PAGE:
|Service - Spring Dust Off|
|Chapters . History . Membership . Service . Contact Us . Application . Current Events . Gallery . Links . EDSELetters . Past Events|
nothing quite like that feeling you get the day when you start the old
Edsel for the first time for the year.
The slow cranking, the firsts few coughs and sputters, it sort of
brings an overwhelming feeling of anticipation, and that's just getting
out of bed in the morning. Then after breakfast it's off to the garage
for the real work. Starting a long stationary car is very similar to
firing up a rebuilt engine for the first time. Most of the parts in the
upper environs of that motor have long since given up to the pan any
substantial oil protection. Before
we get real serious about starting we have to do what we can about
replacing some of that missing lubricant.
we start with a fully charged battery, you know, the one we removed to a
warm dry place in the fall and topped off the water and put a slow strong
charge in the last couple of days, yeah, that's the one.
Clean off the top of the battery with some baking soda dissolved in
water and hose off completely when done.
Sand or wire-brush the terminals on both the battery and the
terminal ends. There should be no corrosion down in the batt. tray either.
Use some of the previously mentioned soda water to clean and then
rinse out the tray. After connecting the cable ends and the hold-downs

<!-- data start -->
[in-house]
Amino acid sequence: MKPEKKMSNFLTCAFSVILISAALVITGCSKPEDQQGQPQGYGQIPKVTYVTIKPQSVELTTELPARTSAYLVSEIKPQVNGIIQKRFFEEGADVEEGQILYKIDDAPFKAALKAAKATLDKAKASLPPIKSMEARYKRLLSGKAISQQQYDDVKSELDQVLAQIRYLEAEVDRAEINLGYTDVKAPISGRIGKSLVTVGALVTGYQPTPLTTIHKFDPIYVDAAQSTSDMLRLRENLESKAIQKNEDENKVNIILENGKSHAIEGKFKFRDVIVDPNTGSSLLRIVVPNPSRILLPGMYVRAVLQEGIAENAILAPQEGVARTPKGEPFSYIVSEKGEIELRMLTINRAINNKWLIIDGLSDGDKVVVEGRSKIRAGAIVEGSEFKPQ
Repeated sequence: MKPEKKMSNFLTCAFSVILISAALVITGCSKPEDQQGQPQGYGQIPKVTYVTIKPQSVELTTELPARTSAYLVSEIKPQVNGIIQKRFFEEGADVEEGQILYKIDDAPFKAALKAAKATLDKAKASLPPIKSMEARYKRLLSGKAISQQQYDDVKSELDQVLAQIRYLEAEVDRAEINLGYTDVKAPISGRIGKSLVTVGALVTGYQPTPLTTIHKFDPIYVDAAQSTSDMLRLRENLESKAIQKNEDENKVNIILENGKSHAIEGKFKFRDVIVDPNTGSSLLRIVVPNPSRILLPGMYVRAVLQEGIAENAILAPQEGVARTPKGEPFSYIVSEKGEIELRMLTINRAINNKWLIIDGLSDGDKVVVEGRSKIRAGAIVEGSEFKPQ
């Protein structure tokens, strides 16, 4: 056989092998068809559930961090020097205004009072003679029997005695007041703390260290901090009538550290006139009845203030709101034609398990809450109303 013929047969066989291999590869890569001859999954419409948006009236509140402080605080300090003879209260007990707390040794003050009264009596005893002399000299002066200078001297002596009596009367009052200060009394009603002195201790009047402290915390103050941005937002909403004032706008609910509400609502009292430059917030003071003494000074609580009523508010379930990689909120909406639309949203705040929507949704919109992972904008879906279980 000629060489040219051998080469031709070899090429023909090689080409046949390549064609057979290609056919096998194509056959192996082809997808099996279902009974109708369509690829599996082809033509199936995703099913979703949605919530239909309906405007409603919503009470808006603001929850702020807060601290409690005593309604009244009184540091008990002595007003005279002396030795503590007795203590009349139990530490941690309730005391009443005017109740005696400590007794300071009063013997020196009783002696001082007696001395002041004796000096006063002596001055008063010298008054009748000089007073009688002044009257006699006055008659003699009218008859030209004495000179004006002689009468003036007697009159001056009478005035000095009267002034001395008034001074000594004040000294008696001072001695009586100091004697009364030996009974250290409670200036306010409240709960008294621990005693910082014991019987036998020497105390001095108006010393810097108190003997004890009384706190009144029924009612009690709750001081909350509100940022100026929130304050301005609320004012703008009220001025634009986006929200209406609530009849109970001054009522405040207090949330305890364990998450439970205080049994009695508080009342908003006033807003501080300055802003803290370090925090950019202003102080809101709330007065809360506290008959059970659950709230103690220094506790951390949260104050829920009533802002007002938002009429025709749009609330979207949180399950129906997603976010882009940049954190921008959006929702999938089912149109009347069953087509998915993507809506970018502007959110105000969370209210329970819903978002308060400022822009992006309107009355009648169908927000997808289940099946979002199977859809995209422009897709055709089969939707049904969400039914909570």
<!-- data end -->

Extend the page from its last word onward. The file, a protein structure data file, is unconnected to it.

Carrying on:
securely give the terminals a light coat of light grease or commercial
I always like to push my car out if I can (this requires some assistance)
because things can get pretty smoky and there's no sense in breathing in
all that junk if it's not necessary. You can see where the car was
parked and check to see if it left any presents for you.
Check the antifreeze, trans., p/s and engine. Next disconnect one of the primary ignition wires.
Those are the small wires that lead to and from the coil.
On my 58 it's real easy to just pull one of the wires off of the
ignition resistor on the firewall. If
you pull off the coil wire and crank for a while you'll find out why
they call it a firewall. All the while you're rolling that engine over
the gas and fumes are coming up from the
tank and that little snap/ snap / snap you here is that pyromaniac
of a coil just waiting to start something on fire. Roll the engine over in
ten second intervals about thirty seconds apart.
This prevents any damage to the starter and we all know how much
fun changing starters can be. Don't
touch the gas during this stage, once the fuel pump starts to pull it should
refill the carburetor bowl on it's own.
After about five or six cycles we're ready to proceed.
[ Home ]